Navigating loan settlements: Exploring pros and cons you should know

Loan settlement can help struggling borrowers pay off debt faster, but it can also damage credit, be complex to negotiate and involve fees.

Smart timing for loan settlements: Balancing CIBIL score and financial impact

Most people will take out many loans in their lifetime for two primary reasons: to improve their quality of life or to deal with unexpected events. Loan settlement is an option that everyone should be aware of, as it may be our last chance to avoid defaulting on a loan.


  • Loan settlement offers quicker debt relief for struggling borrowers with the added benefit of potential credit enhancement.

  • However, cons encompass credit score decline, negotiation complexity, and possible fees.

  • Secured loans aren't ideal for settlement; personal loans and credit card bills are suitable targets.

What is a loan settlement?

Borrowers typically pay the total outstanding amount and the previously agreed-upon interest on the loaned amount. However, in extreme financial duress, borrowers can request lenders to settle their accounts for a one-time lump sum payment at a discount on the total amount.

Which loans should you settle?

It is not advisable to settle secured loans, as lenders can repossess the underlying assets. This makes personal loans, business loans, and credit card bills suitable targets for loan settlements.

What is the loan settlement process?

There is no fixed amount or percentage of the outstanding amount for loan settlement. It depends solely on the lender and your negotiation skills. Based on the maximum amount you can pay back and the negotiations, you may be asked to pay anywhere between 15% - 100% of the total outstanding amount as a lump sum.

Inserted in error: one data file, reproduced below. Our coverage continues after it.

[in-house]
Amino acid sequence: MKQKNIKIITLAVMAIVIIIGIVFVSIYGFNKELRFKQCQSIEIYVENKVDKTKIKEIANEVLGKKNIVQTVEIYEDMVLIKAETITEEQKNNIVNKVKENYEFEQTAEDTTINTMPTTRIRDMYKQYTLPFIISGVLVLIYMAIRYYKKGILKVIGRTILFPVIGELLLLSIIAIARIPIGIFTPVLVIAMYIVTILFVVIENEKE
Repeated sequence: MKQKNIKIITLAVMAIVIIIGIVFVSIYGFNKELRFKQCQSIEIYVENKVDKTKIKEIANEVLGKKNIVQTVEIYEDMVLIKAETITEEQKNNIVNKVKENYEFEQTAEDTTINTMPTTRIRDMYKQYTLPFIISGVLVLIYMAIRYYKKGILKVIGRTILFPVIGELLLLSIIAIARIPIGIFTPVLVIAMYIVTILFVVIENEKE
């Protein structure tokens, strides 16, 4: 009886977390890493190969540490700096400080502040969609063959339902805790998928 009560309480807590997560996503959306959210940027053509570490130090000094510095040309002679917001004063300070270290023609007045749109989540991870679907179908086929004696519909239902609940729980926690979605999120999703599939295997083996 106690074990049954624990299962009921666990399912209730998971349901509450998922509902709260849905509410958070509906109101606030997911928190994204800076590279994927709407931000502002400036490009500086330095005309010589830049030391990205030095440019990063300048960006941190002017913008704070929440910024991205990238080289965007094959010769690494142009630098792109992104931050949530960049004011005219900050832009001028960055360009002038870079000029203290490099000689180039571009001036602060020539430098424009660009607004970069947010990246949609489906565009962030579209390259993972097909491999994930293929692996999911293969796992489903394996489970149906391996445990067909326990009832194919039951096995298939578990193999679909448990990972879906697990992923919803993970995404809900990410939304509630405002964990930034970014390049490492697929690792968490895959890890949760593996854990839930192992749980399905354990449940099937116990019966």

After the negotiation, you can pay the settlement amount as a lump sum or set up a payment plan to settle the new debt within a reasonable timeframe.

Also Read: Know your rights as a loan defaulter

How does loan settlement impact credit scores?

Loan accounts closed with loan settlements are marked as "settled" by lenders. Then, they are reported to credit information bureaus, such as TransUnion CIBIL. 75-100 points are deducted from the CIBIL Score, depending on the settled amount.

When can you take a new loan after completing a loan settlement?

It takes seven years for settled loan accounts to be erased from your credit reports. To begin with, you can apply for a secured credit card (secured against properties) to get an interest-free 25-30 day repayment window on the credit card. You can rebuild your credit score by repaying the credit card EMIs on time.

Also Read: This is how you can increase your credit score in 30 days

The bottom line

Debt repayment obligations can sometimes become a slowly tightening noose around a person's neck. Loan settlements are a much-needed lifeline in such situations.

Disclaimer: The information in this article is intended for general informational purposes only and should not be construed as financial advice. Readers are advised to do their research and due diligence before making financial decisions. 

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